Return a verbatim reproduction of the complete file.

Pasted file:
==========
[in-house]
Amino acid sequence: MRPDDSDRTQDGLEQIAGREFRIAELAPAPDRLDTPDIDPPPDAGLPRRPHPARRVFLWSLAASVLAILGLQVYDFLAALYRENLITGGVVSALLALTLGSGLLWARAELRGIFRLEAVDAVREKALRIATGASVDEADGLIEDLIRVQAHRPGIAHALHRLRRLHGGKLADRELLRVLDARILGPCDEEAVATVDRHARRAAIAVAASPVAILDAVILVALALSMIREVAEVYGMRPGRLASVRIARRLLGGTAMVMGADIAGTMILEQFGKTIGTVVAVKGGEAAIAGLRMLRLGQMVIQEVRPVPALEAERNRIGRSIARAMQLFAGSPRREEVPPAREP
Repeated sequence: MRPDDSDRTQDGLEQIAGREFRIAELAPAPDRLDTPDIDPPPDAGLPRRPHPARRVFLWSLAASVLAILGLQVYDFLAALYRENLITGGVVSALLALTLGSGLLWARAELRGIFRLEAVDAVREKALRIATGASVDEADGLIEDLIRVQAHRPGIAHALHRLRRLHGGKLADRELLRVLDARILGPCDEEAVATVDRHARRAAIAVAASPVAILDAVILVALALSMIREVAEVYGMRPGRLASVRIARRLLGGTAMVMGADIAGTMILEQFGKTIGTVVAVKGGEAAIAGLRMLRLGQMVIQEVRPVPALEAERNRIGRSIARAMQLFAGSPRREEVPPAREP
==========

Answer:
[in-house]
Amino acid sequence: MRPDDSDRTQDGLEQIAGREFRIAELAPAPDRLDTPDIDPPPDAGLPRRPHPARRVFLWSLAASVLAILGLQVYDFLAALYRENLITGGVVSALLALTLGSGLLWARAELRGIFRLEAVDAVREKALRIATGASVDEADGLIEDLIRVQAHRPGIAHALHRLRRLHGGKLADRELLRVLDARILGPCDEEAVATVDRHARRAAIAVAASPVAILDAVILVALALSMIREVAEVYGMRPGRLASVRIARRLLGGTAMVMGADIAGTMILEQFGKTIGTVVAVKGGEAAIAGLRMLRLGQMVIQEVRPVPALEAERNRIGRSIARAMQLFAGSPRREEVPPAREP
Repeated sequence: MRPDDSDRTQDGLEQIAGREFRIAELAPAPDRLDTPDIDPPPDAGLPRRPHPARRVFLWSLAASVLAILGLQVYDFLAALYRENLITGGVVSALLALTLGSGLLWARAELRGIFRLEAVDAVREKALRIATGASVDEADGLIEDLIRVQAHRPGIAHALHRLRRLHGGKLADRELLRVLDARILGPCDEEAVATVDRHARRAAIAVAASPVAILDAVILVALALSMIREVAEVYGMRPGRLASVRIARRLLGGTAMVMGADIAGTMILEQFGKTIGTVVAVKGGEAAIAGLRMLRLGQMVIQEVRPVPALEAERNRIGRSIARAMQLFAGSPRREEVPPAREP